Title: My Whole Truth
Author: Mischa Thrace
Category: Young Adult
Publication Date: October 2, 2018
Length: 242 pages
Series or Standalone: Standalone
Themes: LGBTQ+?, Friendship, Parental Relationships
POV: Single 1st person
Reviewer: Nick Morgan
Why I Read It: Provided for free through netgalley, saw the blurb and requested.
So, I was really excited for this book. The whole alleged murderer who definitely killed the guy premise is really interesting, if not unique. There’s a lot of interesting psychological stuff to explore there, besides the whole trial and community reaction thing.
But the book fails to deliver. Not only does that cover copy give away basically all the twists in the story, but the community reaction, and the behavior of the cops, and the character’s way out are cliché and cheaply handled. There’s pretty much no effort on the character’s part, or internal drive. She’s a main character, but not a protagonist in the sense of driving the story in any way. Her only two major decisions are both stupid and have no consequences.
The book does a terrible job handling the police aspects and the courtroom drama. The way the authorities act is nonsensical and probably even against procedure in most police departments and courts. They seem to be playing hack-sack with the idiot ball in order to allow for *stunning “reveals”. The first major reveal is clearly spoiled in the teaser and would be incredibly obvious even if it hadn’t been, and it’s very unbelievable that none of the authorities even suspected that it happened given the nature of the crime she is accused of and her behavior after.
The character’s friends are implied to be the most important aspect of the story, but their actions make no sense and are often very clearly rigged by the author for cheap melodrama. There was absolutely zero interesting stuff going on there, and that includes the so-called “crush” mentioned in the teaser.
In other reviews I saw a lot of criticisms about how the story handled the character’s relationship with her mother. I actually thought that this was not an issue, excepting only that like every other part of the story it was criminally-underdeveloped. The broad strokes were perfectly believable given the situation, but the author failed to add the detail work that makes it interesting.
There are two betrayals in the book, and both of them were bring because the author again failed to move beyond broad strokes. The first was out of nowhere and also forgiven waaaaaay to easily, in my opinion. I couldn’t believe the MC would get over it so quickly if at all. The second was not particularly surprising, but again, it felt like a massive authorial intrusion because the author did no build-up or support ahead of time, and in fact implied the character would feel almost the exact opposite way. Without going into spoilers, this part of the plot had a great deal of potential for very interesting character drama and some incredible nuance around friendship and also around the betraying character’s personal beliefs. It would have been not only very topical, which seemed to be the author’s goal with this story in general, but also very interesting to read and illustrative of a lot of the themes and issues around friendship in our society. An opportunity to actually show that the characters were as close as the author was obviously trying to portray them as. Both these plot points could have been masterfully-carved gems in the crown of this story, but instead were more likely really shitty repair welds in damaged antique jewelry that end up lowering the value significantly.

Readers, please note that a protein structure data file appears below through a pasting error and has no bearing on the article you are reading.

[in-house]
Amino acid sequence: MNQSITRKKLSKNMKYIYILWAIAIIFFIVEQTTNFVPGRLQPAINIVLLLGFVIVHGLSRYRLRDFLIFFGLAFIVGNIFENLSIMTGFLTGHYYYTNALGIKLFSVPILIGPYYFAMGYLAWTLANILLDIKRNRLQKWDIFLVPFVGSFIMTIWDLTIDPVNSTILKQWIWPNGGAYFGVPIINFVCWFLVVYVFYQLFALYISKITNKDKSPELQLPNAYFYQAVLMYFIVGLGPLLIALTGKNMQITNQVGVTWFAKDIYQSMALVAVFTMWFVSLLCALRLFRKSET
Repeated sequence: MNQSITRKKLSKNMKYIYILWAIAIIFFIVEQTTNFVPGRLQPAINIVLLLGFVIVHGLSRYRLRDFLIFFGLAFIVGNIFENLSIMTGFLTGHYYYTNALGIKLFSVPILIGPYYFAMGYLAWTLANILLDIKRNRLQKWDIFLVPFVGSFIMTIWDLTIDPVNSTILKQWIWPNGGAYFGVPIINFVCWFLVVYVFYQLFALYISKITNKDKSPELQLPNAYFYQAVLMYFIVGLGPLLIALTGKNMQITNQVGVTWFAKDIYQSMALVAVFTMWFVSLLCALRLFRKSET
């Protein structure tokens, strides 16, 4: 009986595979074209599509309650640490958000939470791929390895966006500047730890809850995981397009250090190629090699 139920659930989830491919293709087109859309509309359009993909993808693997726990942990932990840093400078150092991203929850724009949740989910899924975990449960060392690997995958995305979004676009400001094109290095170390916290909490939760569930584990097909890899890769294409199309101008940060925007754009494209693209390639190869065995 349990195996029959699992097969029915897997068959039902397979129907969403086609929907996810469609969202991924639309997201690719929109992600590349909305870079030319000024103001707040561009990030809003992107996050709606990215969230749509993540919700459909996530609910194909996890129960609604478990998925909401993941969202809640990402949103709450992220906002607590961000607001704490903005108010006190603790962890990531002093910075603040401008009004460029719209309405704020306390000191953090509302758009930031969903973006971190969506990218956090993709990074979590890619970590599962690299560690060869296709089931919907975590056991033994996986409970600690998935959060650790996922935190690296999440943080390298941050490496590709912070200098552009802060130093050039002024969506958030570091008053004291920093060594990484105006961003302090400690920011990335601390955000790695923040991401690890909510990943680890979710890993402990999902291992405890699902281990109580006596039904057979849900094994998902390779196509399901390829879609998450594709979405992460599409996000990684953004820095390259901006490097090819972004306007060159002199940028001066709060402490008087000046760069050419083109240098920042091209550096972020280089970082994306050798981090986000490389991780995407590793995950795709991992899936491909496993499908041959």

The depiction of the community response to the attack and subsequent killing was also disappointing. Very bare bones, and some incredibly odd behavior on the part of the school the character went to. Especially a particular teacher who says one thing and acts very differently. The one realistic aspect was how badly the administration was out of its depth in responding to having an accused murderer at school. That would have been a really cool thing to explore in the novel, but like everything else it felt under-utilized.
Overall, the greatest flaw of My Whole Truth was that the author failed to provide any depth to any aspect of the novel whatsoever, and that’s why its getting one of my very rare 1 1/2 star equivalent ratings. There are so many better novels touching on this subject matter out there, and no point in wasting your time on such a disappointing entry to the category.
Conclusion: 48/100 (More like an outline than a novel)
Premise: 7/10 (Interesting idea poorly executed)
Plot: 4/10 (Lots of plot holes, too predictable)
Setting: 6/10 (Well-drawn)
Main Character: 5/10 (Shallowly depicted and boring)
Technical 5/10 (Lots of technical mistakes in police and hospital procedure)
Suspense 4/10 ()
Supporting Characters: 5/10 (Shallowly drawn and no enjoyable)
Writing: 6/10 (Competent from a technical perspective)
Themes: 4/10 (Under-served and in your face)
Resolution: 5/10 (Boring and nonsensical)
Buy Or Borrow: Borrow if you plan to read it at all. It just didn’t feel good enough to be worth paying for.